With less than three months left before the Single Euro Payments Area (SEPA) deadline, the Central Bank of Europe says nearly 30% of the businesses that will be impacted from the changes to direct debit payments and electronic credit transfers have not completed preparations.
The SEPA payment is an initiative by the European Union that will change how the electronics payments that are euro dominated are processed across the participating countries, which will allow users of the payment services the opportunity to receive and make payments using technical standards and payment instruments that are common.
The initiative is intended to a create payment area that is borderless and more efficient. The gradual movement of the direct debit and credit transfer payments to the standards of SEPA has been taking place for a period of time, but will now become mandatory starting February 1, 2014.
However, the Central Bank has said that despite a deadline that is looming closer and closer that many of the impacted businesses have not yet scheduled their changeover with their financial institute.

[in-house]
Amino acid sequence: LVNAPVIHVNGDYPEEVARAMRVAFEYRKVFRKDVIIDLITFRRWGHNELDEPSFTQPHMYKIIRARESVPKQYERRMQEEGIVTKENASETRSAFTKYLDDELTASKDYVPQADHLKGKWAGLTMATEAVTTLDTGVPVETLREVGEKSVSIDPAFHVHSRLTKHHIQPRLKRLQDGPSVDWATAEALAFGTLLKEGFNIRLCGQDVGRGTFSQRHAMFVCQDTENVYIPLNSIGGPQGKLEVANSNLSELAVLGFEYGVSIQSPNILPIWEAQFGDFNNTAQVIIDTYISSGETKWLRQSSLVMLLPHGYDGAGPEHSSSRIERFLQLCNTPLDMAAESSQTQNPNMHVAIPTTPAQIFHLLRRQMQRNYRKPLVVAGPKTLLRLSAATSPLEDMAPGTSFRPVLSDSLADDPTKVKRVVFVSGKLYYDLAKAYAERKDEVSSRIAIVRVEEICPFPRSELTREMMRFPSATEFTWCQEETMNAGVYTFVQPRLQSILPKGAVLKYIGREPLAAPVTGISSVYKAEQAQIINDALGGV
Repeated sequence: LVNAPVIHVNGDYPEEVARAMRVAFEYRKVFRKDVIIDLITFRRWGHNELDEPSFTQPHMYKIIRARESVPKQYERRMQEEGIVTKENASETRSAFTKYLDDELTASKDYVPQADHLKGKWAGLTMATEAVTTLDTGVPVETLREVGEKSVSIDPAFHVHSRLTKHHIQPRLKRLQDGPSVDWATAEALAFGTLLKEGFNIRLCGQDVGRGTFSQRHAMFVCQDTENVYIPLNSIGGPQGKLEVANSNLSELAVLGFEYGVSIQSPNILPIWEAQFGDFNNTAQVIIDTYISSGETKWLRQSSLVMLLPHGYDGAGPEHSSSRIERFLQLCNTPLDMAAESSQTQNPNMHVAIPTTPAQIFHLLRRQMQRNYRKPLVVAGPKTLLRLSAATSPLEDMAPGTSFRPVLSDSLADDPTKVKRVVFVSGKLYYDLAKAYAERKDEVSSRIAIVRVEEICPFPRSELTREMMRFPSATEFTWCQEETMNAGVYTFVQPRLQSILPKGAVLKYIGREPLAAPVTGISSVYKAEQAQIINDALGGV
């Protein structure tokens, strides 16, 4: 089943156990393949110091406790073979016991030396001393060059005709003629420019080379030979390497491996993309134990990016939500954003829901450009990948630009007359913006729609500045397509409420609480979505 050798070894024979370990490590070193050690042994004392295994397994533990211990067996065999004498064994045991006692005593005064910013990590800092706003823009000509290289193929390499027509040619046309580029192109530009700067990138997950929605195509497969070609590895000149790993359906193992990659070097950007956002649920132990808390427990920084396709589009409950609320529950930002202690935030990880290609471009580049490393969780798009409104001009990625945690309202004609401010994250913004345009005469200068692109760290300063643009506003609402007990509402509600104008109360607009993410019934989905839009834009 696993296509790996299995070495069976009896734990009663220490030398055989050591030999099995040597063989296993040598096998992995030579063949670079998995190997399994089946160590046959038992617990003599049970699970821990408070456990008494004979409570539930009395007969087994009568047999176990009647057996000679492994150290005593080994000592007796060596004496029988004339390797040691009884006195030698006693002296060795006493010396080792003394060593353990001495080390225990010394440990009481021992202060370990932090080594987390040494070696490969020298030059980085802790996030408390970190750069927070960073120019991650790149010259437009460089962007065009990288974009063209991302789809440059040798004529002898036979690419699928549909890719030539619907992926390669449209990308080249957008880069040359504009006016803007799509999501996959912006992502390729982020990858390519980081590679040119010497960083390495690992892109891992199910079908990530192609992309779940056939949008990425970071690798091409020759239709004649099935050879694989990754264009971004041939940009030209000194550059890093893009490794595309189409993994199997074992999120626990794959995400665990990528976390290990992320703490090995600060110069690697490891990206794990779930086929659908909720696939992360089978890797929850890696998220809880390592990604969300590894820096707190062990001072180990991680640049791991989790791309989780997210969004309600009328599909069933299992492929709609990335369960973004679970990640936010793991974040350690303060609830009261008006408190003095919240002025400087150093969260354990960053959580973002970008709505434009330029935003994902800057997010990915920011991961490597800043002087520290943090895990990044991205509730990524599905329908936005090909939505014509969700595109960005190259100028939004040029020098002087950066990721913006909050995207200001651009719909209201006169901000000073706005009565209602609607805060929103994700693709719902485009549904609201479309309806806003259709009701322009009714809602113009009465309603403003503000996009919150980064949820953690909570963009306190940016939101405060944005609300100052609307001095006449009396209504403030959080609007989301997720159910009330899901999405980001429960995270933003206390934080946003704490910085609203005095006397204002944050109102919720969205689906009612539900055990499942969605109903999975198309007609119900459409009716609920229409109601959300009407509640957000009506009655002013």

The director of SEPA financial operations, Maurice McGuire said that impacted companies must act promptly to ensure they are online in advance for the migration end date for SEPA.
Failure to comply with the standards of SEPA will mean payments submitted to financial institutes after February 1, 2014 will be kicked back and payments will not be debited or collected, under the regulation set forth by the EU.
The European Central Bank announced that all businesses that are impacted that have yet to engage with their financial institutions and suppliers of software should now do so as urgently as possible.
All of the major banks have websites dedicated to SEPA and migration experts for SEPA are available to help with all questions or doubts that might arise.
Now with less than 90 days until the deadline, businesses are racing against the clock. If any problems occur in the transfer to the SEPA system, it could cause a delay in receiving and making payments, which could make it difficult for those businesses that rely on daily cash flow from electronic payments.